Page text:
Curiosity overrode her desire to go back to sleep, and she quickly retrieved her sword and left the hut, trailing after the Lightning Toa.

The path her friend took lead deep into the foothills of the main Amari Island, which Amphitrite had recently learned was called Amaria, after the Eldar Toa that had led the original colonization efforts of the chain. After about five minutes of walking, Stiaye – who still seemed to not have noticed her friend following her – turned down a side path that was lined with tall deciduous trees, their branches and trunks somehow leaning over in the still air, creating a natural archway over the path.

Further down, past the trees that were bending like they were caught in a perpetual windstorm, the soft heather beneath the Water Toa's boots began to give way to stone as they drew closer to a cliff face, jutting up from the roots of the mountains nearby. A trickling of liquid reached her ears, breaking the quiet but making the atmosphere seem more tranquil, more peaceful.

Finally, they reached their destination: a grove of trees that were slap against a hollow in the cliff, worn away by erosion. The trees were large and close together, their branches stretching out to form a ceiling of leaves. It covered the ground where the heather had been covered by crumbling stone that had rained down from the cliffs, choking the plants like it itself lived.

A stream flowed down the mountain peaks, pouring from a bolthole that was in the middle of the rock face, pooling into a deep hollow in the ground beneath it, and then it flowed away to place even the Toa of Water could not tell. All around the spring were Matoran letters carved into the stone, some so worn away that she couldn't read them from her position.

Only one thing in the natural temple seemed artificial, standing out in the naturally beautiful Kini. Near the exact center of the grove was a circle of raised white stone, carved with designs like the cliff wall. It had no bottom, but seemed to go on down into the earth forever.

Amphitrite looked at Stiaye questioningly, wondering if it was alright to go closer to this strange structure (and wondering if the Lightning Toa had even noticed her), but Stiaye nodded; apparently she had. "Take care that you don't fall into it, though," she added softly. "Else you'll fall forever and into the universe's core."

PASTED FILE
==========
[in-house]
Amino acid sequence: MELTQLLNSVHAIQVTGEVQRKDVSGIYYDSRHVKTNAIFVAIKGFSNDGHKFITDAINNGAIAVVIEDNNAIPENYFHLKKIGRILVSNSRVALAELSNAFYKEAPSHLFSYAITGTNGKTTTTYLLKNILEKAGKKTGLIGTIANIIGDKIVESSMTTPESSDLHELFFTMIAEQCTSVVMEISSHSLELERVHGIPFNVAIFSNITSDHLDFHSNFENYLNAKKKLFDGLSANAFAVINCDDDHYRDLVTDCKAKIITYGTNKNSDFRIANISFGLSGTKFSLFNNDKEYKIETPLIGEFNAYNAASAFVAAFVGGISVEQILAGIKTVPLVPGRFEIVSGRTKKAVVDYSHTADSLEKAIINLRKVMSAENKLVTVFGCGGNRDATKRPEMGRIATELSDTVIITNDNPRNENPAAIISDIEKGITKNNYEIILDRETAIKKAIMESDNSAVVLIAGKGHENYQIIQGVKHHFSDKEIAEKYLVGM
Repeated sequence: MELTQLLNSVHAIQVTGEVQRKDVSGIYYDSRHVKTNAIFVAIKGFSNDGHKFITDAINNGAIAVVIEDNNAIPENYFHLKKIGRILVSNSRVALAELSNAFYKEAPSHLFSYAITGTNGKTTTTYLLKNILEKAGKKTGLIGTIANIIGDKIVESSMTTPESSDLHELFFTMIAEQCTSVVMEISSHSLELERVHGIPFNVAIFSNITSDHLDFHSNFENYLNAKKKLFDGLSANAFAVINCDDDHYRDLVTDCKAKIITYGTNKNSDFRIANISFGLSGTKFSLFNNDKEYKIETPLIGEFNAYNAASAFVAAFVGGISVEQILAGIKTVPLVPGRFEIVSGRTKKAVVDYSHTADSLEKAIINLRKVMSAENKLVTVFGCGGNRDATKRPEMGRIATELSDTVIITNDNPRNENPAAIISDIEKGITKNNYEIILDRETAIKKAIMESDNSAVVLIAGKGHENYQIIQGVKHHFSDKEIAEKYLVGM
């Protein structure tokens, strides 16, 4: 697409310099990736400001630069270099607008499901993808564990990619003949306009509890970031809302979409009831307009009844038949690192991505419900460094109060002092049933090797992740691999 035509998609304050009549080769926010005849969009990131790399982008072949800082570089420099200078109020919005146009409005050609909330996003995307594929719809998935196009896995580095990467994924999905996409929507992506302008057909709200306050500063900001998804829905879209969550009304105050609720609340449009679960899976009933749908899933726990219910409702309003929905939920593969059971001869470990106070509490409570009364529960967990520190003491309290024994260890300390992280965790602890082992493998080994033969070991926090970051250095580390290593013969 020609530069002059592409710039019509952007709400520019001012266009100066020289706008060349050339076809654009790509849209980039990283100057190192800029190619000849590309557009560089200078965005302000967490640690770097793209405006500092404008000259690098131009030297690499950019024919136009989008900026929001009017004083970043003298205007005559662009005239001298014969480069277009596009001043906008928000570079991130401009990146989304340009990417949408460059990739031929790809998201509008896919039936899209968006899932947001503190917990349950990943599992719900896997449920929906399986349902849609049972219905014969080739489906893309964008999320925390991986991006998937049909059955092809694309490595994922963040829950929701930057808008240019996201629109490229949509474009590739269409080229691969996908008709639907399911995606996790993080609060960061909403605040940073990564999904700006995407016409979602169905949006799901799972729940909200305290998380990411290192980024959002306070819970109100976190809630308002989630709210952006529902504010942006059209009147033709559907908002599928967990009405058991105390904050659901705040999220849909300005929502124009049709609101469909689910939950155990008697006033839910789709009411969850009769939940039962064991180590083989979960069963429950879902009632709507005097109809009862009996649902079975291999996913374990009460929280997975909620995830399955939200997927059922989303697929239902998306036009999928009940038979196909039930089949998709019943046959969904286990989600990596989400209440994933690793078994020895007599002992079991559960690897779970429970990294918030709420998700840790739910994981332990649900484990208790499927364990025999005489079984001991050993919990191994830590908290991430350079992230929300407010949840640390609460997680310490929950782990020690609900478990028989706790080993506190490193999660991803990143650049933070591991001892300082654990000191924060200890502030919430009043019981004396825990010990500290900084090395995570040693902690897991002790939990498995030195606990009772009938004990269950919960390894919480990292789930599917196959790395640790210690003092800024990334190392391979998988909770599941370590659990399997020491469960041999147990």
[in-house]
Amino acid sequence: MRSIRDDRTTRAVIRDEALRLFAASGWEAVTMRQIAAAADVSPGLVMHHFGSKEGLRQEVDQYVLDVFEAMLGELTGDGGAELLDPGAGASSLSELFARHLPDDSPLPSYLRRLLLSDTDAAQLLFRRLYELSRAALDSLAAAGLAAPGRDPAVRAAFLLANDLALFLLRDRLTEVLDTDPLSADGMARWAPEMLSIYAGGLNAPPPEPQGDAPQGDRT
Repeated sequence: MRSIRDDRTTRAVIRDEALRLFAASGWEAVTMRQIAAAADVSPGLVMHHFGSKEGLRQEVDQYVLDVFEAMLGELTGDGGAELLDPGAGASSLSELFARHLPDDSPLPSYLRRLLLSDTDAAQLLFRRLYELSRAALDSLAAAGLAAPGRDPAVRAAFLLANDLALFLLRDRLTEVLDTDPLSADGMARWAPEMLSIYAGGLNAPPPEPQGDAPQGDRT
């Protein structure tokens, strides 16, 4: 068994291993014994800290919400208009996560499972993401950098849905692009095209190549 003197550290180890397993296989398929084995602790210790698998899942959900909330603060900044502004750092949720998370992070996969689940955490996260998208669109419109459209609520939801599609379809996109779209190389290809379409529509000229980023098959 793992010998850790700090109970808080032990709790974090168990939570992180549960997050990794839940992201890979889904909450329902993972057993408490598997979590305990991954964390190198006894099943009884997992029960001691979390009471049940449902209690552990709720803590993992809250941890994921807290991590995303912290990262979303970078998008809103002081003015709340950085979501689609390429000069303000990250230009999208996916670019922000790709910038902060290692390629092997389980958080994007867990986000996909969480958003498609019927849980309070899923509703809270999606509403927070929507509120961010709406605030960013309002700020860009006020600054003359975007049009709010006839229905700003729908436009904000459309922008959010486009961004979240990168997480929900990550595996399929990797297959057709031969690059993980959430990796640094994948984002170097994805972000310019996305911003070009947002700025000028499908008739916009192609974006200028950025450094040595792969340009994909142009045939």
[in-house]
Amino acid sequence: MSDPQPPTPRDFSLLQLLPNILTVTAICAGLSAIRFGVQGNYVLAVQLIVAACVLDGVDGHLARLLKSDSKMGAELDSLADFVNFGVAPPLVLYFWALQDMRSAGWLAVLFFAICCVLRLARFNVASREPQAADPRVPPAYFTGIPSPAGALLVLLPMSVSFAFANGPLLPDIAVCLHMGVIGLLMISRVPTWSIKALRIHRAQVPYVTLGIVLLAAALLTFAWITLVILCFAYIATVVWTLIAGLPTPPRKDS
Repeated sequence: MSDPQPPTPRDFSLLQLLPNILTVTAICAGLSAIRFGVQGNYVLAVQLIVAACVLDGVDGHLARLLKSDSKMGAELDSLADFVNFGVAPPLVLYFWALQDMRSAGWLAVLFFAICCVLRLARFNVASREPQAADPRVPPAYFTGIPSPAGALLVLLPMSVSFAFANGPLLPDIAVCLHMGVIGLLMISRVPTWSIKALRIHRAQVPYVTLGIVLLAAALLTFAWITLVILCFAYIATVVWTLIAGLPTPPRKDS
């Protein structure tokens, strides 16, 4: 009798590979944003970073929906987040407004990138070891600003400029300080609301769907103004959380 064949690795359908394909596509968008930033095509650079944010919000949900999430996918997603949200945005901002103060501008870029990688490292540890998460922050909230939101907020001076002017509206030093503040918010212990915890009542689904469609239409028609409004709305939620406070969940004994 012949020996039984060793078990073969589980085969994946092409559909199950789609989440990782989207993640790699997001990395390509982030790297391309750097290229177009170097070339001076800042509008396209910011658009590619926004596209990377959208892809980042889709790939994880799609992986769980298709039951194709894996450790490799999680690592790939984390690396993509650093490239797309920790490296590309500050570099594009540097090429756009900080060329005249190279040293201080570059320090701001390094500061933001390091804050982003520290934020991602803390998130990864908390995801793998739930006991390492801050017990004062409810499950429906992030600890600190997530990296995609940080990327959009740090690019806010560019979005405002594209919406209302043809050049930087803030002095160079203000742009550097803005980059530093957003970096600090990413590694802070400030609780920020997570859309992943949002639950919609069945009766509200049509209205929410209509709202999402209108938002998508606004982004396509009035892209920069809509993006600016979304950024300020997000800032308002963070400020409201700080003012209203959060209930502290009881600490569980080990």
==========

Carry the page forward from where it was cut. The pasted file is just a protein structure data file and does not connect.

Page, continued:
Shivering at the thought, Amphitrite moved forward to kneel beside the strange structure. The stone was worn with age and rain, but the carvings into the white stone were able to be distinguished enough that by tracing it with her fingertip, she could read them.

The words surprised her, because they spoke of a way so alien to her, she had a hard time reconciling herself to it. Unlike the ways she knew, Stiaye's people were so different, chosen by their predecessors' wills instead of those of Destiny, and instinctively knowing when their Destiny was fulfilled . . . the Water Toa yanked her hand away, marveling.

"Nuju was the only one not to react like that," the Lightning Toa said, now sitting at the roots of a great tree. Her spears were laid beside her, eyes calm. "It's why we rarely tell others about how it is done here."

"I can't say I blame you," Amphitrite said, nestling down into another tree's roots. Not sure what to say next, she looked down into the heather, twisting her fingers in the blades, uprooting a few of them idly.

Footsteps came from the path, audible even on the heather, and then Amphitrite realized why Stiaye hadn't given a sign that she knew was following: in this quiet Kini, it was easy to tell when someone was on the path with you. Neither Toa was able to do anything other than look towards the path, though; they were both perfectly content to stay right where they were.

Japoro and Aeolus walked into the clearing, as subdued as they by the atmosphere surrounding the Elemental Well. Apparently they had been following the Lightning Toa as well, and had just gotten out of bed to do so; both had half-open eyes and were slouching.

Japoro had an expectant look on his face despite the clear fact he was only half-awake, and Amphitrite tried to figure out why. It came back to her five seconds later. "So?" she said, addressing Stiaye and Aeolus.

"So what?"

Amphitrite and Japoro stared at the Lightning Toa like she had grown another head. "What do you think we mean? What happened last night?" the Water Toa demanded.

Laughing slightly, Stiaye quickly filled in her friends about what had happened on Notus. Both listened raptly, with the cobalt Toa crooning slightly as she heard what had happened to Ajax and his ghosts.

"Apparently, the Spear is mine to use," she finished. "Maybe this is my destiny; to use it and finish the job that was started long ago and finish off the Brotherhood's remnants.

"I'll come with you and Japoro when you go back to Shi-Nui, but I won't stay there for very long. The sooner I leave, the less likely I'll get talked out of this."

"I'll come with you, Stiaye," Aeolus said softly, rising to his feet and facing the Toa of Lightning.